Russell Crowe’s new film ‘The Pope’s Exorcist’ tries to depict priests as superheroes Carlos Orsi The Skeptic

When I learned that Academy Award winner Russell Crowe was to play the late Italian Catholic priest Gabriele Amorth (1925-2016) in a horror film about exorcism, I felt a chill run down my spine. Amorth was a real exorcist who worked in Rome for three decades and was a popular public figure in the Italian media. He had already served as an indirect inspiration for Anthony Hopkins’ character in the 2011 film “The Rite,” which was “based on real facts” about exorcisms. The exorcist behind the facts used in the script of “The Rite” was not Amorth, but the personality of Hopkins’ character was based on him.

Declaring a work “based on” or “inspired by” real facts is a marketing strategy used to promote exorcism films since the original “The Exorcist” in 1971. It is a manoeuvre that, in addition to being dishonest (the “real fact” often boils down to a line of dialogue or an object that appears on the scene), ends up popularising the idea of demonic possession as a palpable and plausible phenomenon – with all the harmful mental health and political repercussions that accompany it – and weakening, in the minds of many people, the barrier between reality and fiction, which is already too tenuous in the modern world.

In life, Father Amorth was a real activist and agitator for exorcism, writing books that attacked theologians and bishops who preferred to see the devil as an abstract figure, a poetic metaphor for the evil of the human heart, rather than an actual supernatural entity, a fallen angel. He defended the notion that an unnecessary exorcism does not harm anyone, but denying exorcism to a real demon-possessed person would represent a crime of omission. Hence it follows that the best course of action would be to exorcise first and ask questions later.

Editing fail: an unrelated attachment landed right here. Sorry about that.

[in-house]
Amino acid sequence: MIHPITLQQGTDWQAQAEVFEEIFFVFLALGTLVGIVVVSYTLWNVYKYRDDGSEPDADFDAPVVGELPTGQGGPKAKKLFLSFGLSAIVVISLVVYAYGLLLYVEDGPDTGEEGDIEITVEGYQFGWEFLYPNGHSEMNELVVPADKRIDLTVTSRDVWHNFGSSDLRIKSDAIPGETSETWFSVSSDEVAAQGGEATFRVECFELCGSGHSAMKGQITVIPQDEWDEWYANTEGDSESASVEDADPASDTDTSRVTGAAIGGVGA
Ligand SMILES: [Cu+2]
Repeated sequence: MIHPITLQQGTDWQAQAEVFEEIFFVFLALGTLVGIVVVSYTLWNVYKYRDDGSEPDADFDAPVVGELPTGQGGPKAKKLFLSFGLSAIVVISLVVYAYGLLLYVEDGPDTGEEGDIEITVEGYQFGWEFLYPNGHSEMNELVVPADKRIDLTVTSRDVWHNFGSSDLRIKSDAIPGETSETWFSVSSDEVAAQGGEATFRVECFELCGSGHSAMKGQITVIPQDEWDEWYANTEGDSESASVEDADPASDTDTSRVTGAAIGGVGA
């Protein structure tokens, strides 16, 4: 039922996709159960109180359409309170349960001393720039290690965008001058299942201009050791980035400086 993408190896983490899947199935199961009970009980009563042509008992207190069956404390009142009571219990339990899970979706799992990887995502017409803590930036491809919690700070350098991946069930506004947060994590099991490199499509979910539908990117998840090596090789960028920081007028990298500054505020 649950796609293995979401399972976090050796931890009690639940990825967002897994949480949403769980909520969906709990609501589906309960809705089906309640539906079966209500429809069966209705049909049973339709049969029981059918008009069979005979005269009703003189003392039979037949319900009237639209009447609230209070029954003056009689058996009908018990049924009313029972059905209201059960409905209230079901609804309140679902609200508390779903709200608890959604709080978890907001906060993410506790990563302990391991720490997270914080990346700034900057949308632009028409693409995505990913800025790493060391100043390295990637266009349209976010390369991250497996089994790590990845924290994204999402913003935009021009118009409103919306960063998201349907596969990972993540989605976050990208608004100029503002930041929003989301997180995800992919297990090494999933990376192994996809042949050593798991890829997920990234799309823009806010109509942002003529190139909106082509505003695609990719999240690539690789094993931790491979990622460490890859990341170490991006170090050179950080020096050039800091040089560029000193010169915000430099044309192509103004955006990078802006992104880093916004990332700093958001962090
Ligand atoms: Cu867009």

The popularity of this line of thinking has led Italy to suffer from an epidemic of possessions, and if films only vaguely inspired by Gabriele Amorth could be a problem, what can we expect from a film where the protagonist is named after him? Anyway, it sends chills down my spine.

After watching the film, however, I am happy to report that my fears were unfounded: “The Pope’s Exorcist” is an adventure and fantasy film whose commitment to verisimilitude is comparable to that of the Harry Potter films and books (which, by the way, Gabriele Amorth condemned for the risk of “pushing children towards the occult”) or the adventures of Marvel heroes.

The main action of “The Pope’s Exorcist” takes place in a cursed abbey that resembles a vampire’s castle but is, spiritually, a demon-possessed counterpart to Hogwarts. The possessed boy is not named Harry, but he’s pretty close: Henry. The climax of the film drinks in equal portions from “Harry Potter and the Order of the Phoenix” and Hammer’s “Dracula”, the first colour film about the eponymous vampire, released in 1958.

Unlike exorcism films “based on real events,” which gradually introduce fantasy and supernatural elements to support this illusion, attempting to plant uncomfortable doubts in the viewer – “Could it be true? Could it happen to me?” – “The Pope’s Exorcist” diverges from the real world right at the beginning. The year is 1987, but the pope is not John Paul II; he is a generic pontiff played by the great Italian actor Franco Nero, with a beard. When was the last time the world had a bearded pope? Not in the last 100 years. The only points where the film adheres to historical reality are in the 1980s soundtrack and the fact that, in 1987, there was an exorcist priest named Gabriele Amorth in the Vatican.